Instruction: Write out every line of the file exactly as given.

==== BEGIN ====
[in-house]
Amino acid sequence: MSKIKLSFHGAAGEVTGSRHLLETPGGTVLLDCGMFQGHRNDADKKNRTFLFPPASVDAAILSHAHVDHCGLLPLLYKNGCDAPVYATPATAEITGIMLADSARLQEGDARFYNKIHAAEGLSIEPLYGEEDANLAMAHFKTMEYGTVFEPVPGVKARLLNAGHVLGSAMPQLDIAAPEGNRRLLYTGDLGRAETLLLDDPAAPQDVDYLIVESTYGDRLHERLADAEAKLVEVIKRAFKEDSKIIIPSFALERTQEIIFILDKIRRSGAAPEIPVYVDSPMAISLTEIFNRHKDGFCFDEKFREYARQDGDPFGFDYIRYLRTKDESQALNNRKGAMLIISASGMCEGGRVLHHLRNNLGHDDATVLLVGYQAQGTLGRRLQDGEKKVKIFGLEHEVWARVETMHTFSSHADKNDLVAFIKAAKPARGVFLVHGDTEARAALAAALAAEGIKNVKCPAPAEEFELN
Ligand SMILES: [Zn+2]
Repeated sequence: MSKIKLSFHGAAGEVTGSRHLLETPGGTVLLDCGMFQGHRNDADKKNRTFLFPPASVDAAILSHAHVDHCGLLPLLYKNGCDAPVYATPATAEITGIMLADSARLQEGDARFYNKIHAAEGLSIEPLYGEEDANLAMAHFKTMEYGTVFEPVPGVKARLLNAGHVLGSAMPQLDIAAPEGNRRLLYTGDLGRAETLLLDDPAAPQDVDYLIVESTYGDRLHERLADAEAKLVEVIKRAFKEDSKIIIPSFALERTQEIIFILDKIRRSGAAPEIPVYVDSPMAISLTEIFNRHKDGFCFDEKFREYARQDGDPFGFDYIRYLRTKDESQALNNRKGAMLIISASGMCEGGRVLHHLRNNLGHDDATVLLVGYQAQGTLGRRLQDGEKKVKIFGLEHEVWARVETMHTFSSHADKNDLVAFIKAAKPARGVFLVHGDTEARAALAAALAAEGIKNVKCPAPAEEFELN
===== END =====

[in-house]
Amino acid sequence: MSKIKLSFHGAAGEVTGSRHLLETPGGTVLLDCGMFQGHRNDADKKNRTFLFPPASVDAAILSHAHVDHCGLLPLLYKNGCDAPVYATPATAEITGIMLADSARLQEGDARFYNKIHAAEGLSIEPLYGEEDANLAMAHFKTMEYGTVFEPVPGVKARLLNAGHVLGSAMPQLDIAAPEGNRRLLYTGDLGRAETLLLDDPAAPQDVDYLIVESTYGDRLHERLADAEAKLVEVIKRAFKEDSKIIIPSFALERTQEIIFILDKIRRSGAAPEIPVYVDSPMAISLTEIFNRHKDGFCFDEKFREYARQDGDPFGFDYIRYLRTKDESQALNNRKGAMLIISASGMCEGGRVLHHLRNNLGHDDATVLLVGYQAQGTLGRRLQDGEKKVKIFGLEHEVWARVETMHTFSSHADKNDLVAFIKAAKPARGVFLVHGDTEARAALAAALAAEGIKNVKCPAPAEEFELN
Ligand SMILES: [Zn+2]
Repeated sequence: MSKIKLSFHGAAGEVTGSRHLLETPGGTVLLDCGMFQGHRNDADKKNRTFLFPPASVDAAILSHAHVDHCGLLPLLYKNGCDAPVYATPATAEITGIMLADSARLQEGDARFYNKIHAAEGLSIEPLYGEEDANLAMAHFKTMEYGTVFEPVPGVKARLLNAGHVLGSAMPQLDIAAPEGNRRLLYTGDLGRAETLLLDDPAAPQDVDYLIVESTYGDRLHERLADAEAKLVEVIKRAFKEDSKIIIPSFALERTQEIIFILDKIRRSGAAPEIPVYVDSPMAISLTEIFNRHKDGFCFDEKFREYARQDGDPFGFDYIRYLRTKDESQALNNRKGAMLIISASGMCEGGRVLHHLRNNLGHDDATVLLVGYQAQGTLGRRLQDGEKKVKIFGLEHEVWARVETMHTFSSHADKNDLVAFIKAAKPARGVFLVHGDTEARAALAAALAAEGIKNVKCPAPAEEFELN